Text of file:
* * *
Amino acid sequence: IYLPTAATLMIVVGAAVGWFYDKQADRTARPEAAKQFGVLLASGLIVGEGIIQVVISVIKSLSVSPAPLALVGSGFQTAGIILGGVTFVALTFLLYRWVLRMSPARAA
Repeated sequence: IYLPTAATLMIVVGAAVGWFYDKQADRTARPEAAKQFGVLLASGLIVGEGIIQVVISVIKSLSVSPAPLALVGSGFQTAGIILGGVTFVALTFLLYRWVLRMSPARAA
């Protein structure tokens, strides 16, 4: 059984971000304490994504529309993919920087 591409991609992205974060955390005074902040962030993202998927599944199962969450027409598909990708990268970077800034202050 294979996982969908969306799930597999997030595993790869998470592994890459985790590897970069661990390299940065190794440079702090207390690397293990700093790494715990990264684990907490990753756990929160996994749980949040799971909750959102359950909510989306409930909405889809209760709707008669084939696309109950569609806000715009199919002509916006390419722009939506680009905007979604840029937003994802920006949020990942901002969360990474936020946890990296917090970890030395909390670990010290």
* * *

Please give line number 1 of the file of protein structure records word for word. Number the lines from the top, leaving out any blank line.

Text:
Amino acid sequence: IYLPTAATLMIVVGAAVGWFYDKQADRTARPEAAKQFGVLLASGLIVGEGIIQVVISVIKSLSVSPAPLALVGSGFQTAGIILGGVTFVALTFLLYRWVLRMSPARAA